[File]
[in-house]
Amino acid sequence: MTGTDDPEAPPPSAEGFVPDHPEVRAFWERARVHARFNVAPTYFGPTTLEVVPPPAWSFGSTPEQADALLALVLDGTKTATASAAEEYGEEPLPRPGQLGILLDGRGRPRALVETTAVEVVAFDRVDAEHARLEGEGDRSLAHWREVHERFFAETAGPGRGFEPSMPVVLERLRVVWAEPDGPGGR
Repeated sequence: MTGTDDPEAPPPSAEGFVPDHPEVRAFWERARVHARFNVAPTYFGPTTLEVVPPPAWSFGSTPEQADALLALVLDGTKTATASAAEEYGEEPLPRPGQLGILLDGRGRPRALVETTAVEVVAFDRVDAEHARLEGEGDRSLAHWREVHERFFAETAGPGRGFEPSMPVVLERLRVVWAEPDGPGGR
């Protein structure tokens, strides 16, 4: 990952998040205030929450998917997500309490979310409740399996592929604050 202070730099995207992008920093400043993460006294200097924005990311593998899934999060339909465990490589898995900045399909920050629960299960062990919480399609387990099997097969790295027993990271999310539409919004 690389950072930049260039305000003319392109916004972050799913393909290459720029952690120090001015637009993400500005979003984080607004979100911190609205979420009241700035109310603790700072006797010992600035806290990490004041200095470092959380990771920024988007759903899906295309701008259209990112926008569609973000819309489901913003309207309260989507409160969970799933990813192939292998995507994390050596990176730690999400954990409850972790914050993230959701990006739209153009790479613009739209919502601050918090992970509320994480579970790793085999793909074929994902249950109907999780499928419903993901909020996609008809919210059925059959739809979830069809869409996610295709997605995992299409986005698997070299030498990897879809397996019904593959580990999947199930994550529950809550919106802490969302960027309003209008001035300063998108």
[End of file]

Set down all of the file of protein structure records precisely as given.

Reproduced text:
[in-house]
Amino acid sequence: MTGTDDPEAPPPSAEGFVPDHPEVRAFWERARVHARFNVAPTYFGPTTLEVVPPPAWSFGSTPEQADALLALVLDGTKTATASAAEEYGEEPLPRPGQLGILLDGRGRPRALVETTAVEVVAFDRVDAEHARLEGEGDRSLAHWREVHERFFAETAGPGRGFEPSMPVVLERLRVVWAEPDGPGGR
Repeated sequence: MTGTDDPEAPPPSAEGFVPDHPEVRAFWERARVHARFNVAPTYFGPTTLEVVPPPAWSFGSTPEQADALLALVLDGTKTATASAAEEYGEEPLPRPGQLGILLDGRGRPRALVETTAVEVVAFDRVDAEHARLEGEGDRSLAHWREVHERFFAETAGPGRGFEPSMPVVLERLRVVWAEPDGPGGR
């Protein structure tokens, strides 16, 4: 990952998040205030929450998917997500309490979310409740399996592929604050 202070730099995207992008920093400043993460006294200097924005990311593998899934999060339909465990490589898995900045399909920050629960299960062990919480399609387990099997097969790295027993990271999310539409919004 690389950072930049260039305000003319392109916004972050799913393909290459720029952690120090001015637009993400500005979003984080607004979100911190609205979420009241700035109310603790700072006797010992600035806290990490004041200095470092959380990771920024988007759903899906295309701008259209990112926008569609973000819309489901913003309207309260989507409160969970799933990813192939292998995507994390050596990176730690999400954990409850972790914050993230959701990006739209153009790479613009739209919502601050918090992970509320994480579970790793085999793909074929994902249950109907999780499928419903993901909020996609008809919210059925059959739809979830069809869409996610295709997605995992299409986005698997070299030498990897879809397996019904593959580990999947199930994550529950809550919106802490969302960027309003209008001035300063998108």